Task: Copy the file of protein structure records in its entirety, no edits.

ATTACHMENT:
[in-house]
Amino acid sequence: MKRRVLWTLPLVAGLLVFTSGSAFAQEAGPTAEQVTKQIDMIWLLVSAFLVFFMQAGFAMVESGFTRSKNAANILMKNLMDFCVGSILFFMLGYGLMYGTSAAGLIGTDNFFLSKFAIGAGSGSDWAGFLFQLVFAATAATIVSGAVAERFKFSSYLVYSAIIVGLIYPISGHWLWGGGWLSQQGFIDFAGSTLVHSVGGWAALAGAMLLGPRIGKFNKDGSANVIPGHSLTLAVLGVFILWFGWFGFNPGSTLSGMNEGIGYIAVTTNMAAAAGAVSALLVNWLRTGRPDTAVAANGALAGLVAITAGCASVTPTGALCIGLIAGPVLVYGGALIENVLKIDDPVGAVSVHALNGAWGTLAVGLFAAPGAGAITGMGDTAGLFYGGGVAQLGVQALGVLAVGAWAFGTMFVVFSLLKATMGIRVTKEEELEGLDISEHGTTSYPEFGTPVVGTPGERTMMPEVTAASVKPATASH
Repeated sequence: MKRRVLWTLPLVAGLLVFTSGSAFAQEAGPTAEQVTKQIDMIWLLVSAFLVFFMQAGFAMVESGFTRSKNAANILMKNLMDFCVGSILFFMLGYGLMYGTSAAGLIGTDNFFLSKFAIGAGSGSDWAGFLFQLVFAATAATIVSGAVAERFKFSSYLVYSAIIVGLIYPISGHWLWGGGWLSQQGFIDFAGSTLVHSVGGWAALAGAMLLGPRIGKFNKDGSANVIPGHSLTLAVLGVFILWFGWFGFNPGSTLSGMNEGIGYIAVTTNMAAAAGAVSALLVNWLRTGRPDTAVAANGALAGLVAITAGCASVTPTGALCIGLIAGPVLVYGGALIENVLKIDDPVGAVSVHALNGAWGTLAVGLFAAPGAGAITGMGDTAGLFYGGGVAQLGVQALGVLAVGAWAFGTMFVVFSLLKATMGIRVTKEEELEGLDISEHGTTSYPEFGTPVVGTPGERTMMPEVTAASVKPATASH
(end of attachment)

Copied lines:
[in-house]
Amino acid sequence: MKRRVLWTLPLVAGLLVFTSGSAFAQEAGPTAEQVTKQIDMIWLLVSAFLVFFMQAGFAMVESGFTRSKNAANILMKNLMDFCVGSILFFMLGYGLMYGTSAAGLIGTDNFFLSKFAIGAGSGSDWAGFLFQLVFAATAATIVSGAVAERFKFSSYLVYSAIIVGLIYPISGHWLWGGGWLSQQGFIDFAGSTLVHSVGGWAALAGAMLLGPRIGKFNKDGSANVIPGHSLTLAVLGVFILWFGWFGFNPGSTLSGMNEGIGYIAVTTNMAAAAGAVSALLVNWLRTGRPDTAVAANGALAGLVAITAGCASVTPTGALCIGLIAGPVLVYGGALIENVLKIDDPVGAVSVHALNGAWGTLAVGLFAAPGAGAITGMGDTAGLFYGGGVAQLGVQALGVLAVGAWAFGTMFVVFSLLKATMGIRVTKEEELEGLDISEHGTTSYPEFGTPVVGTPGERTMMPEVTAASVKPATASH
Repeated sequence: MKRRVLWTLPLVAGLLVFTSGSAFAQEAGPTAEQVTKQIDMIWLLVSAFLVFFMQAGFAMVESGFTRSKNAANILMKNLMDFCVGSILFFMLGYGLMYGTSAAGLIGTDNFFLSKFAIGAGSGSDWAGFLFQLVFAATAATIVSGAVAERFKFSSYLVYSAIIVGLIYPISGHWLWGGGWLSQQGFIDFAGSTLVHSVGGWAALAGAMLLGPRIGKFNKDGSANVIPGHSLTLAVLGVFILWFGWFGFNPGSTLSGMNEGIGYIAVTTNMAAAAGAVSALLVNWLRTGRPDTAVAANGALAGLVAITAGCASVTPTGALCIGLIAGPVLVYGGALIENVLKIDDPVGAVSVHALNGAWGTLAVGLFAAPGAGAITGMGDTAGLFYGGGVAQLGVQALGVLAVGAWAFGTMFVVFSLLKATMGIRVTKEEELEGLDISEHGTTSYPEFGTPVVGTPGERTMMPEVTAASVKPATASH